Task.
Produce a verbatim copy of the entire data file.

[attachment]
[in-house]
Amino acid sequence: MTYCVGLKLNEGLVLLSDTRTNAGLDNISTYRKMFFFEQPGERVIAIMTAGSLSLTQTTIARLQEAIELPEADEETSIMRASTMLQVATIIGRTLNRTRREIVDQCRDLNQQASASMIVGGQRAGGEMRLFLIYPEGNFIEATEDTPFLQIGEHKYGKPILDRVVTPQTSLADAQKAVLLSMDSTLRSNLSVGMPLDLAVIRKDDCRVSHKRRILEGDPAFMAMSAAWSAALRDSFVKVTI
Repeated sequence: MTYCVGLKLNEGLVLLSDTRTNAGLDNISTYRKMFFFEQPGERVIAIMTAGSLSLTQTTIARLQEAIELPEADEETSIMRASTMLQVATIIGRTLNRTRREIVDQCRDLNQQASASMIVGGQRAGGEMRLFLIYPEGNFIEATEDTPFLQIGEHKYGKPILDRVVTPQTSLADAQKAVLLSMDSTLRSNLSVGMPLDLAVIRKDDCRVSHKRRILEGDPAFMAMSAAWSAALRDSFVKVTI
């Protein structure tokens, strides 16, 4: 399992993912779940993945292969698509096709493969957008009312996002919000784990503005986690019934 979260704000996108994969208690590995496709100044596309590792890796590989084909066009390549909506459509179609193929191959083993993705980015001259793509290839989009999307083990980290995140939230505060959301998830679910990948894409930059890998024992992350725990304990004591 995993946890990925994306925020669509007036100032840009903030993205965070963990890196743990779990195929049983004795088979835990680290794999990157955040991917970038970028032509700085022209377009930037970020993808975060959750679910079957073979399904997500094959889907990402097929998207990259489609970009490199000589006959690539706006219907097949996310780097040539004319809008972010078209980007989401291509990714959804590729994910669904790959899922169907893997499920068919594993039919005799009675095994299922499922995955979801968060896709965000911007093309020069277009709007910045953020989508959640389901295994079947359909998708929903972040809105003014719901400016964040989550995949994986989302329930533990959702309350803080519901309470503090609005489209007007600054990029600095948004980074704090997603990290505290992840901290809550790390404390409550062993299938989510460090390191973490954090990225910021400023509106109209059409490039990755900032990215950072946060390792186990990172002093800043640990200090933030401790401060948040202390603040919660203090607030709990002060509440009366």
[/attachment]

[in-house]
Amino acid sequence: MTYCVGLKLNEGLVLLSDTRTNAGLDNISTYRKMFFFEQPGERVIAIMTAGSLSLTQTTIARLQEAIELPEADEETSIMRASTMLQVATIIGRTLNRTRREIVDQCRDLNQQASASMIVGGQRAGGEMRLFLIYPEGNFIEATEDTPFLQIGEHKYGKPILDRVVTPQTSLADAQKAVLLSMDSTLRSNLSVGMPLDLAVIRKDDCRVSHKRRILEGDPAFMAMSAAWSAALRDSFVKVTI
Repeated sequence: MTYCVGLKLNEGLVLLSDTRTNAGLDNISTYRKMFFFEQPGERVIAIMTAGSLSLTQTTIARLQEAIELPEADEETSIMRASTMLQVATIIGRTLNRTRREIVDQCRDLNQQASASMIVGGQRAGGEMRLFLIYPEGNFIEATEDTPFLQIGEHKYGKPILDRVVTPQTSLADAQKAVLLSMDSTLRSNLSVGMPLDLAVIRKDDCRVSHKRRILEGDPAFMAMSAAWSAALRDSFVKVTI
């Protein structure tokens, strides 16, 4: 399992993912779940993945292969698509096709493969957008009312996002919000784990503005986690019934 979260704000996108994969208690590995496709100044596309590792890796590989084909066009390549909506459509179609193929191959083993993705980015001259793509290839989009999307083990980290995140939230505060959301998830679910990948894409930059890998024992992350725990304990004591 995993946890990925994306925020669509007036100032840009903030993205965070963990890196743990779990195929049983004795088979835990680290794999990157955040991917970038970028032509700085022209377009930037970020993808975060959750679910079957073979399904997500094959889907990402097929998207990259489609970009490199000589006959690539706006219907097949996310780097040539004319809008972010078209980007989401291509990714959804590729994910669904790959899922169907893997499920068919594993039919005799009675095994299922499922995955979801968060896709965000911007093309020069277009709007910045953020989508959640389901295994079947359909998708929903972040809105003014719901400016964040989550995949994986989302329930533990959702309350803080519901309470503090609005489209007007600054990029600095948004980074704090997603990290505290992840901290809550790390404390409550062993299938989510460090390191973490954090990225910021400023509106109209059409490039990755900032990215950072946060390792186990990172002093800043640990200090933030401790401060948040202390603040919660203090607030709990002060509440009366």